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Giant Tesla battery providing explosion in renewable energy – not as intended
Toxic smoke from fire forces Australian residents indoors just two days after COVID lockdown lifted
Tesla's battery technology is extremely hot in Australia right now – but not in a good way. A 300-megawatt lithium-ion battery built in the state of Victoria using Tesla tech is literally on fire.
The "Victorian Big Battery" – an installation due to come online later this year – was commissioned by authorities "to boost the state's energy reliability, drive down electricity prices and support Victoria's transition to renewable energy – as well as creating local jobs as we take steps towards a COVID normal."
The battery is currently succeeding on the jobs front: The Register understands that over 20 fire brigade units have scrambled to extinguish the blaze.
JUST IN: Fire crews are currently on the scene of a battery fire at Moorabool, near Geelong. Firefighters are working to contain the fire and stop it spreading to the nearby batteries. https://t.co/5zYfOfohG3 #7NEWS pic.twitter.com/HAkFY27JgQ— 7NEWS Melbourne (@7NewsMelbourne) July 30, 2021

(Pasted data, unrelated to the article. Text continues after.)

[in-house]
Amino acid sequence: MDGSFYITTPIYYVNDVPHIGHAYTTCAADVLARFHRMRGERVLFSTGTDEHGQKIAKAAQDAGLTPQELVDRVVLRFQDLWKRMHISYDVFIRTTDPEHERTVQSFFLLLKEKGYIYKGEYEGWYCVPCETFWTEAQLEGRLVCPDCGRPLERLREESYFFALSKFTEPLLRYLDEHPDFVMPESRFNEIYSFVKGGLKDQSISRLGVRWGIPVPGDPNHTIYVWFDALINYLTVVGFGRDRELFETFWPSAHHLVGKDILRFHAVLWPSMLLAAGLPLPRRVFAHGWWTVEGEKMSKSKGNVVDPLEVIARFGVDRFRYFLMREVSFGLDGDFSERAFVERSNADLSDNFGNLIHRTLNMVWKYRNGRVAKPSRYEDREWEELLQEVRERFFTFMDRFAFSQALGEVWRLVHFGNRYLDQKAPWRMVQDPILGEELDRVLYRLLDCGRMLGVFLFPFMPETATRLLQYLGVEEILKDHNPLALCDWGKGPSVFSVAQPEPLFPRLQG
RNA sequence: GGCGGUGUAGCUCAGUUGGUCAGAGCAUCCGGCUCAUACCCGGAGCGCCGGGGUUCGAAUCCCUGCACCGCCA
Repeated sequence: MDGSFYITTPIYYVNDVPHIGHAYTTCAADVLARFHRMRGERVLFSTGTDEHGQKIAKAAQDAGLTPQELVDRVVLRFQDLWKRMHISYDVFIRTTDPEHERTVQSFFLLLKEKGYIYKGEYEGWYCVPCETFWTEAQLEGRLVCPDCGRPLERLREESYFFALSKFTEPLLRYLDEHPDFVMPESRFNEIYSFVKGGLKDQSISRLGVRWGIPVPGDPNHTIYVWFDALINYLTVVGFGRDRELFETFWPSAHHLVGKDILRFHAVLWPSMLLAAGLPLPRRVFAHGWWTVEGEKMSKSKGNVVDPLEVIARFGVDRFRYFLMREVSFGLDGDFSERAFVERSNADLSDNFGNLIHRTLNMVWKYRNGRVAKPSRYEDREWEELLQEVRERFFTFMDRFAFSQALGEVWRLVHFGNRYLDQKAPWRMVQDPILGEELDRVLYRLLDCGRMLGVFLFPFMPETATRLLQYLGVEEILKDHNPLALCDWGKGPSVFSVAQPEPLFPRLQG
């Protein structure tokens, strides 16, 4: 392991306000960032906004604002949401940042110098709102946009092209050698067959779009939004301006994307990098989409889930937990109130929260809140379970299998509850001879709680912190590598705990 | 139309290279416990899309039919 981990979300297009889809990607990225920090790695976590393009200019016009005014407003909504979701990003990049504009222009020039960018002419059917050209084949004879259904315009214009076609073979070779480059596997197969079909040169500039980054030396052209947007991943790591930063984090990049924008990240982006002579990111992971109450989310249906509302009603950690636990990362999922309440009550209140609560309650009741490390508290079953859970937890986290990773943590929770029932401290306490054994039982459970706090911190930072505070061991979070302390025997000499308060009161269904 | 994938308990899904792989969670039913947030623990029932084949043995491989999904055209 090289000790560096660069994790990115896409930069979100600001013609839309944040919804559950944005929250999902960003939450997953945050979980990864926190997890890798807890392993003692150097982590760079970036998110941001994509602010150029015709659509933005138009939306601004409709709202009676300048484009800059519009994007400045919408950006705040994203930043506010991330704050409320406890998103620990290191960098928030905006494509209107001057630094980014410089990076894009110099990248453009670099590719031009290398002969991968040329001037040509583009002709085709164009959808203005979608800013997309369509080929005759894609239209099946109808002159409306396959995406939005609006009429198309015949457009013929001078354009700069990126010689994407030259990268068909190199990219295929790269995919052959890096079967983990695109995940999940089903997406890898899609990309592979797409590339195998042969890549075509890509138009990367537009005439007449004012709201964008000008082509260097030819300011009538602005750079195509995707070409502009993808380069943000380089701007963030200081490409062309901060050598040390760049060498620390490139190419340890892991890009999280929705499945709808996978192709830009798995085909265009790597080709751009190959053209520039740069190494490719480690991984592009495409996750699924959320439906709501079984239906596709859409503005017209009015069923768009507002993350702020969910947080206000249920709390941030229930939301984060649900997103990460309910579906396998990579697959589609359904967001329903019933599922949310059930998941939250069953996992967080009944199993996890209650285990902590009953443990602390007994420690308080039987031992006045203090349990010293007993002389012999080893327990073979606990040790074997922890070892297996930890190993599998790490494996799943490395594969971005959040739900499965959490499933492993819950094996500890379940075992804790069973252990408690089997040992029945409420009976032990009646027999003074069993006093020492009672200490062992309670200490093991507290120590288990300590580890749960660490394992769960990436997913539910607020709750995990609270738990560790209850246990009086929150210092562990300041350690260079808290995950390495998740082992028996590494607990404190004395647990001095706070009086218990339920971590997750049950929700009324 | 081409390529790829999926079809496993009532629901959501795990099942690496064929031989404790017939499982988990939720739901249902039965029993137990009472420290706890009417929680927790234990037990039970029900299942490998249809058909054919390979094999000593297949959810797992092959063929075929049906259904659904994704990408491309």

Fire and Rescue Victoria stated the fire is burning in just one shipping container and that emergency crews are "working to contain the fire and stop it spreading to nearby batteries".
The blaze has sparked an air quality warning that suggests residents of nearby suburbs should move indoors, close doors and windows, and even turn off heating and cooling systems that suck air from outside homes or offices. The stay-at-home warnings came just after a COVID-19 lockdown ended in Victoria.
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While the battery uses Tesla hardware, French renewable energy outfit Neoen is responsible for its construction, ongoing operation and maintenance.
Three weeks ago, Neoen touted the swift progress of the construction project.
Victoria's government commissioned the battery to create storage capacity that would offset the closure of coal-fired electricity plants. The battery was due to come online ahead of the southern summer.
The Register has approached Tesla and Neoen for comment on the cause of the fire. ®